A message from our Director: It’s Easy to Visit the MFA, and It’s Good for You!
By Sarah J. Hall, Executive Director
I have found myself, throughout calendar year 2022, quoting an article by Arthur C. Brooks that I read in The Atlantic last January. In it, Brooks eloquently makes a case for art as a necessity to health — like exercise and good nutrition. A way for us to lead healthier lives, and a way for us to feel more connected to life itself — its purpose and meaning.
In it, Brooks says:
The arts are the opposite of a diversion from reality; they might just be the most realistic glimpse we ever get into the nature and meaning of life. And if you make time for consuming and producing art — the same way you make time for work and exercise and family commitments —you’ll find your life getting fuller and happier.
When I interviewed for this job back in the spring of 2020, I described myself as a “museum evangelist.” I believe passionately in museums on many levels — they are educational spaces that expose us to different modes of expression; they are nurturing spaces where we can find beauty, comfort, sanctuary, and reflection; they are challenging spaces where we confront history, opinions, ideas, different approaches to life, and even ugliness. Art museums help us engage in thinking and conversation about our world — past and present.
Years ago, at another museum, we brought in a museum education expert from New York City to do a staff workshop. We were struggling with ways to communicate our mission to visitors, and I remember vividly that at some point, we asked this guest expert her opinion on how the museum should package itself. Her response? She thought the question was irrelevant. The museum was free; parking was convenient, and free also. She said, “It’s so easy to visit your museum. People can have a favorite painting and stop by whenever they like to spend time with it. What could be better?”
All the same is true here at the Washington County Museum of Fine Arts. You couldn’t ask for an “easier,” yet excellent museum. We’re located in beautiful City Park, admission is free, parking is also, and the collection is full of stand-out pieces from which to adopt a new favorite at every visit.
Partway through 2022, we had a staff meeting in which I opened up a discussion about the museum’s mission — what is it that we do that is vital for our community? What is the most compelling reason to support our work and our mission? Below are some of the ways museum staff answered those questions (and I’ll add here how proud I am to work with such a passionate and committed group of colleagues, who all believe deeply in the contributions that the arts bring to life).
- The museum provides a deep connection to human experience through art.
- Our founders were ahead of their time in terms of believing in the need for accessibility to art experiences.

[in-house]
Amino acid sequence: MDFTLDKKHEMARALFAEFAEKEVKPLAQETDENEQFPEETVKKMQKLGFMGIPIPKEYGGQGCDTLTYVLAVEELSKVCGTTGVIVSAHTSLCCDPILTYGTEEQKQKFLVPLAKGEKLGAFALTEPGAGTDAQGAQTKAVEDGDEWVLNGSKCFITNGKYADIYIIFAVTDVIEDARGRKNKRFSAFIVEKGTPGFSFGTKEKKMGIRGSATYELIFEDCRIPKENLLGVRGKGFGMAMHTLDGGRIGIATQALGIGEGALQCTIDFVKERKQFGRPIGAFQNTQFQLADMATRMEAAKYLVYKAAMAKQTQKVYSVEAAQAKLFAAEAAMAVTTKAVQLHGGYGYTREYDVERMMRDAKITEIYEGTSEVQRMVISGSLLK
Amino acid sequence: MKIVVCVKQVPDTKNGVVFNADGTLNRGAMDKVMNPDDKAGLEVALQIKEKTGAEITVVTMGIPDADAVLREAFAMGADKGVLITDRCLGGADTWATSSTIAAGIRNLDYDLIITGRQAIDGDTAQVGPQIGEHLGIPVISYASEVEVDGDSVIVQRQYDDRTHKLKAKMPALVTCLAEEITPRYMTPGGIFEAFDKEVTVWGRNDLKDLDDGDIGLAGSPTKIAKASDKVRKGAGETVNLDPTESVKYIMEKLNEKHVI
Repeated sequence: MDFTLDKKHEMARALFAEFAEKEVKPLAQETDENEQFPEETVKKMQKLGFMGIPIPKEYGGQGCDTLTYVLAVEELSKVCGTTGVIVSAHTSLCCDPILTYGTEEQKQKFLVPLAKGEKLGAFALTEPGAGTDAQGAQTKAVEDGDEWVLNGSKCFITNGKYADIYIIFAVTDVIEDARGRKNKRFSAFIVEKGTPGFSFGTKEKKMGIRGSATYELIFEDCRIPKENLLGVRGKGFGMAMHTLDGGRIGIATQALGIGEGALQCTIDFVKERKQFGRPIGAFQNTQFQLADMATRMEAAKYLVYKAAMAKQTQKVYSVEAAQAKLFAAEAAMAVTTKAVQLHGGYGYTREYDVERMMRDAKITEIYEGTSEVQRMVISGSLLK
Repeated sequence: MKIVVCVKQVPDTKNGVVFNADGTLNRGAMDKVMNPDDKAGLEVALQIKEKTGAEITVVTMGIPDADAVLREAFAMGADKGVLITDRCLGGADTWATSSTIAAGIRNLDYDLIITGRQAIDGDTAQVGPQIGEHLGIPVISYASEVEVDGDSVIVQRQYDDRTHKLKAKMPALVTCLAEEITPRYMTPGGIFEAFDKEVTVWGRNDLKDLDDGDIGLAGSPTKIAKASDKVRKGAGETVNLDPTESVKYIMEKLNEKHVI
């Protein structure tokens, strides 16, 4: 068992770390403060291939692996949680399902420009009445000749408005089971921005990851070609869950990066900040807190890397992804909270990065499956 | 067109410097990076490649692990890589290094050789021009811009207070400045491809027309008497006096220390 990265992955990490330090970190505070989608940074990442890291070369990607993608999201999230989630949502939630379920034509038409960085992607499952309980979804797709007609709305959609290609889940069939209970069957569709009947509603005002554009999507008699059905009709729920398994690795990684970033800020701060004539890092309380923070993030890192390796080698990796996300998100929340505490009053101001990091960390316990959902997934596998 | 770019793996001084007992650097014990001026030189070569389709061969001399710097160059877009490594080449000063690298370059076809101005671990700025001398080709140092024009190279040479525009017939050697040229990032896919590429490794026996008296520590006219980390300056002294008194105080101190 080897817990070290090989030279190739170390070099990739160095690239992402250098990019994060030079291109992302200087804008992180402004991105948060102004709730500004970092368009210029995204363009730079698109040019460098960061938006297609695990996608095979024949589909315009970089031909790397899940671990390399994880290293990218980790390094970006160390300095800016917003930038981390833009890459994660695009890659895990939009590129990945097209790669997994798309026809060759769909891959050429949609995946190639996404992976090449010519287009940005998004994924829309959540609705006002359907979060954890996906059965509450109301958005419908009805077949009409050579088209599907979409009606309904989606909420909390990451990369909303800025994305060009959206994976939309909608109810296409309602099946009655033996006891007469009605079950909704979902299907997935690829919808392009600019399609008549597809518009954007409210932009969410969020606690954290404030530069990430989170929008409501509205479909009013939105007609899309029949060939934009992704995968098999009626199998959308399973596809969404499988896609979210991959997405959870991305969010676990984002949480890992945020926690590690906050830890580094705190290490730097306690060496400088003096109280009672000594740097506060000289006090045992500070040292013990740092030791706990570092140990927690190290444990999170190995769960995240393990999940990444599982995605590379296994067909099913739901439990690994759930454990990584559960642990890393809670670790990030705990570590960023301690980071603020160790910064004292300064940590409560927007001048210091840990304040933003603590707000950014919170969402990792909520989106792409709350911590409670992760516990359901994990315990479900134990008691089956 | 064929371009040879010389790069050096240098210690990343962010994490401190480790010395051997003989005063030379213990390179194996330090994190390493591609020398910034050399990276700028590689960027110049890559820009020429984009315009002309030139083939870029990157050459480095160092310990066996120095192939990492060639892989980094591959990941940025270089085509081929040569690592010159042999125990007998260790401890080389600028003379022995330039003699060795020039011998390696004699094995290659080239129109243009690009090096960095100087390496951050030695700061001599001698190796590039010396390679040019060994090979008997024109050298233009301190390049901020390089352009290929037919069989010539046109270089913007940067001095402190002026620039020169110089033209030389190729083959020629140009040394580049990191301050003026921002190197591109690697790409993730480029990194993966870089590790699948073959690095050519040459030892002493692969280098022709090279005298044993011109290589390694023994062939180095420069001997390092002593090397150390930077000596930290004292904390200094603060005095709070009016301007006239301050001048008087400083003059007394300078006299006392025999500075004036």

- We are here for everyone: from children to scholars.
- We are here because of the community and for the community
- We provide experiences that make life better.
- We provide a pathway to finding personal meaning. We really do change lives, and save lives.
- Everyone feels welcome and leaves enriched.
And, here are some of my favorite quotes on the importance of the arts, and the work of museums by people more eloquent than I am:
A society that forgets art risks losing its soul.
A country that has few museums is both materially poor and spiritually poor … museums, like theatres and libraries, are a means to freedom.
– Wendy Beckett
Don’t go to a museum with a destination. Museums are wormholes to other worlds. They are ecstasy machines. Follow your eyes to wherever they lead you…and the world should begin to change for you.
– Jerry Saltz
Museums should be places where you raise questions, not just show stuff.
Real museums are places where Time is transformed into Space.
So, my New Year’s message to all of you echoes Arthur Brooks — add some art to your life in 2023! As Brooks says, “Treat art less like a diversionary pleasure and more like exercise or sleep or loving relationships: a necessity for a life full of deep satisfaction.”
Best wishes to all for a new year of personal creativity and wellbeing,
P.S. To read my 2022 annual fund message (which gets more into the specific operations of the museum), click here: https://wcmfa.org/join-support/donate/ and please consider a donation.
If you’re interested in reading Brooks’ article in The Atlantic: https://www.theatlantic.com/family/archive/2022/01/art-consciousness-happiness-exercise/621374/
In this portrait, the artist Rembrandt Peale, depicts his friend Henry Robinson in a way that reflects Enlightenment values of rational thought and scientific inquiry–ideals that were also inspirational in the founding of museums. Rembrandt’s father, Charles Willson Peale founded one of the first public museums in America, and Rembrandt engaged Robinson to install the lighting in his own Peale Museum, founded in Baltimore in 1814. For the Peale family of artists, painting was a means of investigating the world that went hand in hand with their education in the natural sciences.
Can a landscape be radical? This is one of the late landscapes Courbet painted to stay afloat while living in political exile in Switzerland. Many of those landscapes were essentially memories of his native Franch-Comté region. It’s poignant to imagine Courbet painting this memory of the landscape of his youth while living in exile. Simply by choosing his native landscape, Courbet paints a kind of personal manifesto to both the act of painting and his attachment to home.